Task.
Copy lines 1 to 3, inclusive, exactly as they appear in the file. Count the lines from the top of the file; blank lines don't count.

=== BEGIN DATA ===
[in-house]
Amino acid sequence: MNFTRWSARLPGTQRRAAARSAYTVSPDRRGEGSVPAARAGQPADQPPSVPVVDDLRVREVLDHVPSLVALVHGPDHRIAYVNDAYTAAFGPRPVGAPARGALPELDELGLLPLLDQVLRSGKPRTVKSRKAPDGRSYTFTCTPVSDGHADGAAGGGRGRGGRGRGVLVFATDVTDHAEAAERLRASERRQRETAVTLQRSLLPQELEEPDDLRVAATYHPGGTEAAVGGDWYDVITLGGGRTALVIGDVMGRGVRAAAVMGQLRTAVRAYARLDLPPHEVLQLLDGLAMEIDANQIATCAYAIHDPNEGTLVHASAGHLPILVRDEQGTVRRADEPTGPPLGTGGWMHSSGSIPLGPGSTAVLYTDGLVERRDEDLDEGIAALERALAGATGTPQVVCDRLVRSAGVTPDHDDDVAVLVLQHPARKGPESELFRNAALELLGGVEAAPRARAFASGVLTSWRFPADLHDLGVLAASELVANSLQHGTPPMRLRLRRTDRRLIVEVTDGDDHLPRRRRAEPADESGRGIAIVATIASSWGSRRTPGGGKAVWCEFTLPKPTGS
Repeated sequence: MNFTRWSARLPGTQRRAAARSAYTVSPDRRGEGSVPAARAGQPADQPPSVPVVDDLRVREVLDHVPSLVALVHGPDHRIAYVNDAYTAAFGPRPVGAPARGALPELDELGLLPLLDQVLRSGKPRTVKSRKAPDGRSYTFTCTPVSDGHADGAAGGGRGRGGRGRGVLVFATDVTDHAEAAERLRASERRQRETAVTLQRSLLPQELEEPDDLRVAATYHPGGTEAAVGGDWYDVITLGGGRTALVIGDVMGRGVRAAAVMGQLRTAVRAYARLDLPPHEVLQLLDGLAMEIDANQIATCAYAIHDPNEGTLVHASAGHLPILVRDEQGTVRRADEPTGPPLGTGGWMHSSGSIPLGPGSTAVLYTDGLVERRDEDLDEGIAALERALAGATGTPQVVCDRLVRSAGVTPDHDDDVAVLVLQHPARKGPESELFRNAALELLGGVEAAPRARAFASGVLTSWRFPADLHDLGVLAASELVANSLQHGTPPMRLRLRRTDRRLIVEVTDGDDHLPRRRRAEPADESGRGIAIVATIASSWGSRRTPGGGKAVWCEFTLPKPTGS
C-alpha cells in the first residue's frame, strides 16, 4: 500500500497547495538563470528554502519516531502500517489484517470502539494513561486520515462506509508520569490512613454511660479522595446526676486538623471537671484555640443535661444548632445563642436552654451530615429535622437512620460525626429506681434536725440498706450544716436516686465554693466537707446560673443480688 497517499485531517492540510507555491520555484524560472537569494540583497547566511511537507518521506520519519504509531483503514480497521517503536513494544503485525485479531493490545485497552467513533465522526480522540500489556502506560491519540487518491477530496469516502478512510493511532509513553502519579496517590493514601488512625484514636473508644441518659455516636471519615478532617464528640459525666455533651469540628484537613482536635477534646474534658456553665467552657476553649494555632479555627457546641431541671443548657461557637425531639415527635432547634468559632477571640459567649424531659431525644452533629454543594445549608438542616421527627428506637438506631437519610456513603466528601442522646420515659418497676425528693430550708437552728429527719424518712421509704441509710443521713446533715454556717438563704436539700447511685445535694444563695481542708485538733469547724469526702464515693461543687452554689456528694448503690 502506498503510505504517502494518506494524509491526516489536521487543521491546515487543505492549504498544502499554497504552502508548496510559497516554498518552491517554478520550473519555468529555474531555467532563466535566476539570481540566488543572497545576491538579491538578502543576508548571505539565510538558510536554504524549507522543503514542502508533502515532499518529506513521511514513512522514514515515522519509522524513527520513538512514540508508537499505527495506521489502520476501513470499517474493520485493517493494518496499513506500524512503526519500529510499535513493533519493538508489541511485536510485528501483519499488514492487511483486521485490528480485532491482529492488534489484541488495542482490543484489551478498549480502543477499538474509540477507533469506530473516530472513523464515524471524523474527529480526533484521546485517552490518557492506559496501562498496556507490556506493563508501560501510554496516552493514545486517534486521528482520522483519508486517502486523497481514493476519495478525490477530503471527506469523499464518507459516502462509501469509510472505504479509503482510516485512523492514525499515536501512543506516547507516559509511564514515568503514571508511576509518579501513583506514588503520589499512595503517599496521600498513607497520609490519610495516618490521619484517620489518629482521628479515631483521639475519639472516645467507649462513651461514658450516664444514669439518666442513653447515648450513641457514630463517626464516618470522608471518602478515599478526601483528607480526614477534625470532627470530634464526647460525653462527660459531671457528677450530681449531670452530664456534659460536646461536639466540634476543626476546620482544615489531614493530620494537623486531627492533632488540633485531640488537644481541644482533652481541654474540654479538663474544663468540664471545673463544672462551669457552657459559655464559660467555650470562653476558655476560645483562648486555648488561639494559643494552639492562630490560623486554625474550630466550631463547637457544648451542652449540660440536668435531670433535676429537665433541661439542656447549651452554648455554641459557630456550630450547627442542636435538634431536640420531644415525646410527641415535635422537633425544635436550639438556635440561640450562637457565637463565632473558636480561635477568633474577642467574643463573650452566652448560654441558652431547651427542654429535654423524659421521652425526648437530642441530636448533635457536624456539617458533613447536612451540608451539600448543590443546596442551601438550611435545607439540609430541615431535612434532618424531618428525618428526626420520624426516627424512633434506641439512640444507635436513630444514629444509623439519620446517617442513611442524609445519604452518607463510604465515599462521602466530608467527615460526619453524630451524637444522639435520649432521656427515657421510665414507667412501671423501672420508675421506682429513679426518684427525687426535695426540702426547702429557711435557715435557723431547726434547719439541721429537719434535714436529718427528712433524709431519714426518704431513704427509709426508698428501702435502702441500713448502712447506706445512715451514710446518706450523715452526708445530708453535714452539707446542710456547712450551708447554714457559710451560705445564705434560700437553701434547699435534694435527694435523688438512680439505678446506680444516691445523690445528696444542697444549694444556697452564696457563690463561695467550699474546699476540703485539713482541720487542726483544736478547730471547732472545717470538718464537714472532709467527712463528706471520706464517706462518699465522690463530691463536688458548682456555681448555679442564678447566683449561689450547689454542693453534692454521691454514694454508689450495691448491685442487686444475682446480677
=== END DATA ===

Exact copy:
[in-house]
Amino acid sequence: MNFTRWSARLPGTQRRAAARSAYTVSPDRRGEGSVPAARAGQPADQPPSVPVVDDLRVREVLDHVPSLVALVHGPDHRIAYVNDAYTAAFGPRPVGAPARGALPELDELGLLPLLDQVLRSGKPRTVKSRKAPDGRSYTFTCTPVSDGHADGAAGGGRGRGGRGRGVLVFATDVTDHAEAAERLRASERRQRETAVTLQRSLLPQELEEPDDLRVAATYHPGGTEAAVGGDWYDVITLGGGRTALVIGDVMGRGVRAAAVMGQLRTAVRAYARLDLPPHEVLQLLDGLAMEIDANQIATCAYAIHDPNEGTLVHASAGHLPILVRDEQGTVRRADEPTGPPLGTGGWMHSSGSIPLGPGSTAVLYTDGLVERRDEDLDEGIAALERALAGATGTPQVVCDRLVRSAGVTPDHDDDVAVLVLQHPARKGPESELFRNAALELLGGVEAAPRARAFASGVLTSWRFPADLHDLGVLAASELVANSLQHGTPPMRLRLRRTDRRLIVEVTDGDDHLPRRRRAEPADESGRGIAIVATIASSWGSRRTPGGGKAVWCEFTLPKPTGS
Repeated sequence: MNFTRWSARLPGTQRRAAARSAYTVSPDRRGEGSVPAARAGQPADQPPSVPVVDDLRVREVLDHVPSLVALVHGPDHRIAYVNDAYTAAFGPRPVGAPARGALPELDELGLLPLLDQVLRSGKPRTVKSRKAPDGRSYTFTCTPVSDGHADGAAGGGRGRGGRGRGVLVFATDVTDHAEAAERLRASERRQRETAVTLQRSLLPQELEEPDDLRVAATYHPGGTEAAVGGDWYDVITLGGGRTALVIGDVMGRGVRAAAVMGQLRTAVRAYARLDLPPHEVLQLLDGLAMEIDANQIATCAYAIHDPNEGTLVHASAGHLPILVRDEQGTVRRADEPTGPPLGTGGWMHSSGSIPLGPGSTAVLYTDGLVERRDEDLDEGIAALERALAGATGTPQVVCDRLVRSAGVTPDHDDDVAVLVLQHPARKGPESELFRNAALELLGGVEAAPRARAFASGVLTSWRFPADLHDLGVLAASELVANSLQHGTPPMRLRLRRTDRRLIVEVTDGDDHLPRRRRAEPADESGRGIAIVATIASSWGSRRTPGGGKAVWCEFTLPKPTGS